Seattle’s Darkest Day

Last Friday was a pretty dark day for Seattle.  Literally.

seattle-1In 1996, the University of Washington installed three pyranometers on the roof of one of its facilities in Seattle.  The pyranometers measure the amount of solar radiation (also known as sunshine) that reaches the surface of the earth.  On Friday, the devices registered an output of only a measly 0.37 megajoules of solar radiation per square meter — the lowest recorded daily measurement for the devices since the date of their installation.  The culprits for the dismal results — literally — were the very short day caused by the approaching winter solstice, heavy cloud cover, and heavy rain, too.

I can sympathize with the Seattle residents who cursed the infernal darkness last Friday.  I’m not sure whether we’ve got any pyranometers measuring the solar radiation in Columbus, but if there are, they’d be measuring pitiful amounts these days.  In the Midwest, our winters tend to be pretty gloomy affairs, too.  It’s not that we get a lot of snow — typically, we don’t.  Instead, it’s the unrelenting damp, heavy grayness that makes you feel like you’re living and working under a wet woolen blanket.  When the sun actually shines, all too briefly, it’s a cause for riotous celebration.

There’s a reason so many Midwesterners are snowbirds who head south for the winter.  Sure, they’re searching for warmth, but they’re also on a quest for much-needed sunshine.  Their internal pyranometers are telling them that they need to up their personal exposure to those bright, happy megajoules.

The Sun In Tucson

We came to Tucson, Arizona in search of blue skies, which are such a rare commodity in Columbus during the winter that we felt we needed to take a trip to find them.  Local lore in Tucson holds that it is sunny here more than 330 days out of the year.  The precise number of bright, clear days seems to vary somewhat depending on who is doing the telling, perhaps because the people doing the counting decided it was boring to sit and count the sunny days and it would be more fun to get out and actually do something in the fine weather.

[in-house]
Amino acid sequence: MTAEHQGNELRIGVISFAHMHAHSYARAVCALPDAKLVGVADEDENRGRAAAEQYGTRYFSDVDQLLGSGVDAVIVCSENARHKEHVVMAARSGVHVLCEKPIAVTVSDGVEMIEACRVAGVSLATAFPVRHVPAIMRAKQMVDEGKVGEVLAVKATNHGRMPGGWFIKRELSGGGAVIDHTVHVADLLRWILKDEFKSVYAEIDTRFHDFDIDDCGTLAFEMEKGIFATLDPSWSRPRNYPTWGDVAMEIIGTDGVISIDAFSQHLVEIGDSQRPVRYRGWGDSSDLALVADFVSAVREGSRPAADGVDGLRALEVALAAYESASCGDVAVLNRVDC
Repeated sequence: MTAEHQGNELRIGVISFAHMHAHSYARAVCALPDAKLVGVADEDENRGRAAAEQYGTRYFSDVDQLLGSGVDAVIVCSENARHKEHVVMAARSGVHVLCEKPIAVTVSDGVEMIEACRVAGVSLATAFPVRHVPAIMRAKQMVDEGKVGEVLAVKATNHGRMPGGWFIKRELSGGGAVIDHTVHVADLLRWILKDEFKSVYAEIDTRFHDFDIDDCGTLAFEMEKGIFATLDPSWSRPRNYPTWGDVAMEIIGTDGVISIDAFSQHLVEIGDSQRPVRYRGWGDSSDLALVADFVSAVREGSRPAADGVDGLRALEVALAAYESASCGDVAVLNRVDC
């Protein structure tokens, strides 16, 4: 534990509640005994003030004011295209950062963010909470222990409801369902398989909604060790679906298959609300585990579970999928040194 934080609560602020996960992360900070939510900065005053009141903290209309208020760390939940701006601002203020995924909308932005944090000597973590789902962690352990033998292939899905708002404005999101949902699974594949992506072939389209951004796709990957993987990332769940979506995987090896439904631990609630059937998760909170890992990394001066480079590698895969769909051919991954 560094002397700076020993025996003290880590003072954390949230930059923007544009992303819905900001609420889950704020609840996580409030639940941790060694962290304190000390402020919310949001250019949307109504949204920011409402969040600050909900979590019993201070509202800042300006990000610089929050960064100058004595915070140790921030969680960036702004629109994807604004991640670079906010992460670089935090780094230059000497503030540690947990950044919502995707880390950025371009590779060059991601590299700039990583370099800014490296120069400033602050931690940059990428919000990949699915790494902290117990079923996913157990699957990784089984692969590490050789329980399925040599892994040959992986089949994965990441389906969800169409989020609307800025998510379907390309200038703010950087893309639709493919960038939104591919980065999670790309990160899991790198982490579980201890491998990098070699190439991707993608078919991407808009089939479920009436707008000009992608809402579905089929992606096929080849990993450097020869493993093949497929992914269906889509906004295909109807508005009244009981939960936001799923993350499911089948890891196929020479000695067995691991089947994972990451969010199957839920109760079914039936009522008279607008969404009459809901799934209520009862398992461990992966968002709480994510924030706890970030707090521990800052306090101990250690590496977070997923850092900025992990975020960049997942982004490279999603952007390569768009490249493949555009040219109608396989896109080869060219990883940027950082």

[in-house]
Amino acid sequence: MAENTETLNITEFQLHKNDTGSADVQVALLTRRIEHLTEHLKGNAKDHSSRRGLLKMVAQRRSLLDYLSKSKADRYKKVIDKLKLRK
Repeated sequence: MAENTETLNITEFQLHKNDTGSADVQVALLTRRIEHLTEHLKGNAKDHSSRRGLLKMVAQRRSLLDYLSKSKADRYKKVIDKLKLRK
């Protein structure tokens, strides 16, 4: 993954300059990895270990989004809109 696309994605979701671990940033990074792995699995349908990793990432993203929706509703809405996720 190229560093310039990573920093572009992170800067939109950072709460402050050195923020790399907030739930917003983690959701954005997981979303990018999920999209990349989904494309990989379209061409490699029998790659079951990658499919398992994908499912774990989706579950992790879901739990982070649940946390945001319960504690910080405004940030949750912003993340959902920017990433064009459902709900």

And Tucson didn’t disappoint in the sunshine department.  When we ventured out yesterday morning it was cold, and the locals we encountered marveled that the Catalina Foothills mountains that border Tucson on one side were covered in snow and shining in the distance like low-lying clouds, as shown in the photograph above.  But the skies were a cheery, bright blue, the sun was blazing forth with superb intensity, and we had to use the visor of our rental car to allow us to move around town in the glare.  I immediately regretted that I forgot my sunglasses, but the sunshine was welcome even at that.

We knocked around Tucson and tromped through some of the desert areas, enjoying how the bright light allowed us to see every detail of the gigantic Saguaro cactuses and the other desert plants.  Later, we walked around the very cool Sam Hughes neighborhood adjoining the University of Arizona campus, where the colorful stucco walls of the ’20s-era Spanish style and Santa Fe style ranch houses glittered in the sunshine, the houses featured carefully tended desert plants and rock designs in their front yards, and some of the streets were lined with towering palm trees.  The sun was so bright that the shadows of the palm trees made it look like the sidewalks had been striped with black paint.

Oh, and we enjoyed some pretty good Mexican food, too.  Mexican food seems to go well with blue skies and sun.

Let The Sun Shine In?

I recently returned from a beach vacation.  One of our daily rituals was slathering on SPF 50 sunscreen to try to protect ourselves against the blazing sunshine.  We wanted to be in the warm sun rather than the gray cold Midwest, obviously, but we’d accepted the healthcare cautions about sunshine and skin cancer, and so the sunblock went on.

But what if the healthcare cautions that led to our lubing up are wrong — as in, 180-degree wrong?  What if exposure to sunshine is not only not bad for you, but in fact it helps you to be healthier in countless ways, by effectively and efficiently producing vitamin D, lowering blood pressure, making you feel happier, and having other therapeutic benefits?